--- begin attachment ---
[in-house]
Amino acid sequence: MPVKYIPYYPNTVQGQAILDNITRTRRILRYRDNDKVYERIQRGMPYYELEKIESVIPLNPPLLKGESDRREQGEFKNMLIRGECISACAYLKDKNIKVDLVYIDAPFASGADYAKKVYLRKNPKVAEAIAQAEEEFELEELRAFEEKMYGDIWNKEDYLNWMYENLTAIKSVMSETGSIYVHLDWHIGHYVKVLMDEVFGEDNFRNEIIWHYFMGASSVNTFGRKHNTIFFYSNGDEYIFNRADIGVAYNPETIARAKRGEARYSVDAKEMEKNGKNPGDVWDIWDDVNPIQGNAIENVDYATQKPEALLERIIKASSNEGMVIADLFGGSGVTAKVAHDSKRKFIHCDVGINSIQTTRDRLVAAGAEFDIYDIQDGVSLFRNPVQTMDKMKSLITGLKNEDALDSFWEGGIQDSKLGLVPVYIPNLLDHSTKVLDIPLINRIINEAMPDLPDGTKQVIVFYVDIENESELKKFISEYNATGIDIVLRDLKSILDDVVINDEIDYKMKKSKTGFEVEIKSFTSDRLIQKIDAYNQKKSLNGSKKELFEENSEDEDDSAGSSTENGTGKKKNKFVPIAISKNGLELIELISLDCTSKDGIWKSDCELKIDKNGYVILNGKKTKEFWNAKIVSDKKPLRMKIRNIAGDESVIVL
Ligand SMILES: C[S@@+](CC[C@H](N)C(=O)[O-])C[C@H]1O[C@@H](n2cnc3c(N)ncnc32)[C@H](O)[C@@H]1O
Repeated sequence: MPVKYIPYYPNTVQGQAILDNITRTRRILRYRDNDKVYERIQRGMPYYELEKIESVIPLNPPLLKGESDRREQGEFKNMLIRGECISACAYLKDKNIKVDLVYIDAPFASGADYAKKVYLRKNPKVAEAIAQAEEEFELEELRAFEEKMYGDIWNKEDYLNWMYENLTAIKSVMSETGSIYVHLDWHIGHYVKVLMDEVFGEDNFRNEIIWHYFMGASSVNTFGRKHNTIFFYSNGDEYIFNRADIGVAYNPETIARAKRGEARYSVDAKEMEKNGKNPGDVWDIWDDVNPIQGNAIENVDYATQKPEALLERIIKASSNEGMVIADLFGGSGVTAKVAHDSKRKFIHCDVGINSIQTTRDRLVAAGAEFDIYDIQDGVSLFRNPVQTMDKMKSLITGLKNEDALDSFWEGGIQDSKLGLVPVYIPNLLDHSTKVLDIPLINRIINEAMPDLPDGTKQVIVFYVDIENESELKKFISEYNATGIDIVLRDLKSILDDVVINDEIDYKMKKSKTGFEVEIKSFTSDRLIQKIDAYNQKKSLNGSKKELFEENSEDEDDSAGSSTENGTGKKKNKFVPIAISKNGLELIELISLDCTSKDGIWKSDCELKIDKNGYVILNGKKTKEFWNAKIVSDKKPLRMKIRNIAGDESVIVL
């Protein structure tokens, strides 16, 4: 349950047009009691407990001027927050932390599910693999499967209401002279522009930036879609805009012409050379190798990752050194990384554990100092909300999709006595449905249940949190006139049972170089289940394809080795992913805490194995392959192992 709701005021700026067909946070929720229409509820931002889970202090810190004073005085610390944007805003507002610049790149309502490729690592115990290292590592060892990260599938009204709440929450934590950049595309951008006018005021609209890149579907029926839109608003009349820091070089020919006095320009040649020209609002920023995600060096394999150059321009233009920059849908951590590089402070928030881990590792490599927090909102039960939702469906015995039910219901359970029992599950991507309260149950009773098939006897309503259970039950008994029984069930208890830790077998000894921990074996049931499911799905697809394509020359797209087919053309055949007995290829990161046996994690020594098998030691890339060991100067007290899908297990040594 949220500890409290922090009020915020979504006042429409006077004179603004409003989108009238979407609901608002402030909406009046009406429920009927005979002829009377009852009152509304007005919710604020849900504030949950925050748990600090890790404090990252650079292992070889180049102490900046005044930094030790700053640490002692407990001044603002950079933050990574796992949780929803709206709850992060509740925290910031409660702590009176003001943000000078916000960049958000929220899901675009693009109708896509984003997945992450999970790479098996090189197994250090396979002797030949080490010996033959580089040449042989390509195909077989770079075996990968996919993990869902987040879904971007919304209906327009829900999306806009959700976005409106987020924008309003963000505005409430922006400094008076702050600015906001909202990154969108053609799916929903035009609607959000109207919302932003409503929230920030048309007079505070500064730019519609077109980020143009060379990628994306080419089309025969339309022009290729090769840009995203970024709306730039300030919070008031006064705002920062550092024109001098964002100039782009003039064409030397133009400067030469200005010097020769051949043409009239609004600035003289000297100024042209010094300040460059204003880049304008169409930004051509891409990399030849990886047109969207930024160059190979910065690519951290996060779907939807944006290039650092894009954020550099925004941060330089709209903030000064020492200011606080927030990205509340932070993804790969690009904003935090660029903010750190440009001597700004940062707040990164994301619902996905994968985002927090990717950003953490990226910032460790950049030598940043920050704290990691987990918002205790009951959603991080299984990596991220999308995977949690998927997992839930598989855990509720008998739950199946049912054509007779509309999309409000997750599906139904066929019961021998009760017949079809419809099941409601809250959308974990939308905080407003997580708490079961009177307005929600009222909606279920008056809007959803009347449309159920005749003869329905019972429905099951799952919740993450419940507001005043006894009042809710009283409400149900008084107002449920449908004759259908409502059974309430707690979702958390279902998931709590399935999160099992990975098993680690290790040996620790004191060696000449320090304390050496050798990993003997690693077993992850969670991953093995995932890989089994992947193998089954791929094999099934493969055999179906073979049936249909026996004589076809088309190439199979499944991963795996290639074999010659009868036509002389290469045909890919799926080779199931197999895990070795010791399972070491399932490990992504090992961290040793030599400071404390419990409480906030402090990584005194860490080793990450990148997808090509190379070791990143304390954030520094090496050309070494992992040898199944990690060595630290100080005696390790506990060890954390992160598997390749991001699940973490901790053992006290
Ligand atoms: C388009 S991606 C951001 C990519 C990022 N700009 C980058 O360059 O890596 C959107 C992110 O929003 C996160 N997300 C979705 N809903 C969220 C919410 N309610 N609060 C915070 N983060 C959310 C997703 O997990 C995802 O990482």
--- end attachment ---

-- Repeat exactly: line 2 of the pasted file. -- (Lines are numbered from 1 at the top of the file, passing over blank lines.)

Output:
Amino acid sequence: MPVKYIPYYPNTVQGQAILDNITRTRRILRYRDNDKVYERIQRGMPYYELEKIESVIPLNPPLLKGESDRREQGEFKNMLIRGECISACAYLKDKNIKVDLVYIDAPFASGADYAKKVYLRKNPKVAEAIAQAEEEFELEELRAFEEKMYGDIWNKEDYLNWMYENLTAIKSVMSETGSIYVHLDWHIGHYVKVLMDEVFGEDNFRNEIIWHYFMGASSVNTFGRKHNTIFFYSNGDEYIFNRADIGVAYNPETIARAKRGEARYSVDAKEMEKNGKNPGDVWDIWDDVNPIQGNAIENVDYATQKPEALLERIIKASSNEGMVIADLFGGSGVTAKVAHDSKRKFIHCDVGINSIQTTRDRLVAAGAEFDIYDIQDGVSLFRNPVQTMDKMKSLITGLKNEDALDSFWEGGIQDSKLGLVPVYIPNLLDHSTKVLDIPLINRIINEAMPDLPDGTKQVIVFYVDIENESELKKFISEYNATGIDIVLRDLKSILDDVVINDEIDYKMKKSKTGFEVEIKSFTSDRLIQKIDAYNQKKSLNGSKKELFEENSEDEDDSAGSSTENGTGKKKNKFVPIAISKNGLELIELISLDCTSKDGIWKSDCELKIDKNGYVILNGKKTKEFWNAKIVSDKKPLRMKIRNIAGDESVIVL